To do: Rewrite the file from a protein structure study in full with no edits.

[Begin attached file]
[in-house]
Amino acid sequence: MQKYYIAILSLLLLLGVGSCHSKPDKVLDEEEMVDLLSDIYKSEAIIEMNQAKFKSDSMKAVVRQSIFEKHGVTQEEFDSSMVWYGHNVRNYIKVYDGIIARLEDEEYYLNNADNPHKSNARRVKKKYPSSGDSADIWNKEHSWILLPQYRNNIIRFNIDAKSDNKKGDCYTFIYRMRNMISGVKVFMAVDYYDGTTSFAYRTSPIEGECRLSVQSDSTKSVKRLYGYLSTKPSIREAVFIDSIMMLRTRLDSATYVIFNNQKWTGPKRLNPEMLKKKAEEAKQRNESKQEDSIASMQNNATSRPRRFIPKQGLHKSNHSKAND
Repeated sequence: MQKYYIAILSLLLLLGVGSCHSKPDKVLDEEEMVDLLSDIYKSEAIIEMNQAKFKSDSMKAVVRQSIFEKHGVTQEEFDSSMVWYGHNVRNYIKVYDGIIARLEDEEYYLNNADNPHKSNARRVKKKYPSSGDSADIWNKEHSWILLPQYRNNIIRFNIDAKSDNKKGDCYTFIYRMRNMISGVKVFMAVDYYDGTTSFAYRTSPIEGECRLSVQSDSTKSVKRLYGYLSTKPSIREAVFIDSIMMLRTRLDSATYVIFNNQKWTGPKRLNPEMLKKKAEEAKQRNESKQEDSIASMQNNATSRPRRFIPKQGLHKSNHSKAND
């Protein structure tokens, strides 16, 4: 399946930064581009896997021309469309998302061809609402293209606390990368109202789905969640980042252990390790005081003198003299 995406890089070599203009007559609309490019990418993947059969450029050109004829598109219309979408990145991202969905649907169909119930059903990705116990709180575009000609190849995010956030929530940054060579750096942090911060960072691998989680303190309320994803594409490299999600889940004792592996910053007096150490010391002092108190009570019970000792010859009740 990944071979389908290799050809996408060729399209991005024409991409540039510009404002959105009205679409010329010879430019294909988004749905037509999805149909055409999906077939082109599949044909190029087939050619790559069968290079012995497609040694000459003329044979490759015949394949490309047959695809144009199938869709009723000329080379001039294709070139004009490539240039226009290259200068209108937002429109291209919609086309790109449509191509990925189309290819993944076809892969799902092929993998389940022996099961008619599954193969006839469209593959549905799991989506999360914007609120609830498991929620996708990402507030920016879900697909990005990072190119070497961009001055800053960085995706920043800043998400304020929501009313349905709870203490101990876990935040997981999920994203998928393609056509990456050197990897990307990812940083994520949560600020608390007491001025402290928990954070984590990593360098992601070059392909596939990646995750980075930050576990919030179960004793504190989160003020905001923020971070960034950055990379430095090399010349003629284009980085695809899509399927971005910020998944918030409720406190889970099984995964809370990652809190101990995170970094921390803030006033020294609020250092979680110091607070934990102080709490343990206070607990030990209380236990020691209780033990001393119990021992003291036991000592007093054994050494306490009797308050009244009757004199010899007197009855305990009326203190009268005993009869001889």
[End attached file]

[in-house]
Amino acid sequence: MQKYYIAILSLLLLLGVGSCHSKPDKVLDEEEMVDLLSDIYKSEAIIEMNQAKFKSDSMKAVVRQSIFEKHGVTQEEFDSSMVWYGHNVRNYIKVYDGIIARLEDEEYYLNNADNPHKSNARRVKKKYPSSGDSADIWNKEHSWILLPQYRNNIIRFNIDAKSDNKKGDCYTFIYRMRNMISGVKVFMAVDYYDGTTSFAYRTSPIEGECRLSVQSDSTKSVKRLYGYLSTKPSIREAVFIDSIMMLRTRLDSATYVIFNNQKWTGPKRLNPEMLKKKAEEAKQRNESKQEDSIASMQNNATSRPRRFIPKQGLHKSNHSKAND
Repeated sequence: MQKYYIAILSLLLLLGVGSCHSKPDKVLDEEEMVDLLSDIYKSEAIIEMNQAKFKSDSMKAVVRQSIFEKHGVTQEEFDSSMVWYGHNVRNYIKVYDGIIARLEDEEYYLNNADNPHKSNARRVKKKYPSSGDSADIWNKEHSWILLPQYRNNIIRFNIDAKSDNKKGDCYTFIYRMRNMISGVKVFMAVDYYDGTTSFAYRTSPIEGECRLSVQSDSTKSVKRLYGYLSTKPSIREAVFIDSIMMLRTRLDSATYVIFNNQKWTGPKRLNPEMLKKKAEEAKQRNESKQEDSIASMQNNATSRPRRFIPKQGLHKSNHSKAND
């Protein structure tokens, strides 16, 4: 399946930064581009896997021309469309998302061809609402293209606390990368109202789905969640980042252990390790005081003198003299 995406890089070599203009007559609309490019990418993947059969450029050109004829598109219309979408990145991202969905649907169909119930059903990705116990709180575009000609190849995010956030929530940054060579750096942090911060960072691998989680303190309320994803594409490299999600889940004792592996910053007096150490010391002092108190009570019970000792010859009740 990944071979389908290799050809996408060729399209991005024409991409540039510009404002959105009205679409010329010879430019294909988004749905037509999805149909055409999906077939082109599949044909190029087939050619790559069968290079012995497609040694000459003329044979490759015949394949490309047959695809144009199938869709009723000329080379001039294709070139004009490539240039226009290259200068209108937002429109291209919609086309790109449509191509990925189309290819993944076809892969799902092929993998389940022996099961008619599954193969006839469209593959549905799991989506999360914007609120609830498991929620996708990402507030920016879900697909990005990072190119070497961009001055800053960085995706920043800043998400304020929501009313349905709870203490101990876990935040997981999920994203998928393609056509990456050197990897990307990812940083994520949560600020608390007491001025402290928990954070984590990593360098992601070059392909596939990646995750980075930050576990919030179960004793504190989160003020905001923020971070960034950055990379430095090399010349003629284009980085695809899509399927971005910020998944918030409720406190889970099984995964809370990652809190101990995170970094921390803030006033020294609020250092979680110091607070934990102080709490343990206070607990030990209380236990020691209780033990001393119990021992003291036991000592007093054994050494306490009797308050009244009757004199010899007197009855305990009326203190009268005993009869001889």